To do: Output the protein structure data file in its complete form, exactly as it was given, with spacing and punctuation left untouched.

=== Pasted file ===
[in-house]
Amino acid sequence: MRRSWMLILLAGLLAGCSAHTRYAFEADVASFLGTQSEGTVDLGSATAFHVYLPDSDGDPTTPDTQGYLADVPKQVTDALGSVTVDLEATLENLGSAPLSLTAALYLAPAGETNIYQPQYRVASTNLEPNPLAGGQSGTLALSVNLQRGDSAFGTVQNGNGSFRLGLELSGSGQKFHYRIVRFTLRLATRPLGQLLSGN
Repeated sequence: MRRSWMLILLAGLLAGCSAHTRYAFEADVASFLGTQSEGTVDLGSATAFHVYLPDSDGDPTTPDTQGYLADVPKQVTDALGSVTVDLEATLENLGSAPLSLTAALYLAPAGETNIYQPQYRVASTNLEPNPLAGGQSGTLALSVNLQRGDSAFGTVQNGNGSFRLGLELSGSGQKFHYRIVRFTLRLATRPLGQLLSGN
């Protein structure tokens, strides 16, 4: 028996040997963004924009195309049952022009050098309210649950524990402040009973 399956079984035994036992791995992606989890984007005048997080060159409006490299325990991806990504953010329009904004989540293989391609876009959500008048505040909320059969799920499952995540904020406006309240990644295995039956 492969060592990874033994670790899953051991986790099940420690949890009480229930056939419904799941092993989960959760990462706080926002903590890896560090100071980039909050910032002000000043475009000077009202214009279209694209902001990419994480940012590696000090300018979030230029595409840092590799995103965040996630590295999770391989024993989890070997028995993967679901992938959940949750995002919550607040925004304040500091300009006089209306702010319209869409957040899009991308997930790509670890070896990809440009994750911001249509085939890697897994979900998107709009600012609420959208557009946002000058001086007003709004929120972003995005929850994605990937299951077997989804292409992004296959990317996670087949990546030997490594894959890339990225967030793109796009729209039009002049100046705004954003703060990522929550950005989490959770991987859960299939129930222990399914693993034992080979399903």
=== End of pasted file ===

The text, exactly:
[in-house]
Amino acid sequence: MRRSWMLILLAGLLAGCSAHTRYAFEADVASFLGTQSEGTVDLGSATAFHVYLPDSDGDPTTPDTQGYLADVPKQVTDALGSVTVDLEATLENLGSAPLSLTAALYLAPAGETNIYQPQYRVASTNLEPNPLAGGQSGTLALSVNLQRGDSAFGTVQNGNGSFRLGLELSGSGQKFHYRIVRFTLRLATRPLGQLLSGN
Repeated sequence: MRRSWMLILLAGLLAGCSAHTRYAFEADVASFLGTQSEGTVDLGSATAFHVYLPDSDGDPTTPDTQGYLADVPKQVTDALGSVTVDLEATLENLGSAPLSLTAALYLAPAGETNIYQPQYRVASTNLEPNPLAGGQSGTLALSVNLQRGDSAFGTVQNGNGSFRLGLELSGSGQKFHYRIVRFTLRLATRPLGQLLSGN
């Protein structure tokens, strides 16, 4: 028996040997963004924009195309049952022009050098309210649950524990402040009973 399956079984035994036992791995992606989890984007005048997080060159409006490299325990991806990504953010329009904004989540293989391609876009959500008048505040909320059969799920499952995540904020406006309240990644295995039956 492969060592990874033994670790899953051991986790099940420690949890009480229930056939419904799941092993989960959760990462706080926002903590890896560090100071980039909050910032002000000043475009000077009202214009279209694209902001990419994480940012590696000090300018979030230029595409840092590799995103965040996630590295999770391989024993989890070997028995993967679901992938959940949750995002919550607040925004304040500091300009006089209306702010319209869409957040899009991308997930790509670890070896990809440009994750911001249509085939890697897994979900998107709009600012609420959208557009946002000058001086007003709004929120972003995005929850994605990937299951077997989804292409992004296959990317996670087949990546030997490594894959890339990225967030793109796009729209039009002049100046705004954003703060990522929550950005989490959770991987859960299939129930222990399914693993034992080979399903």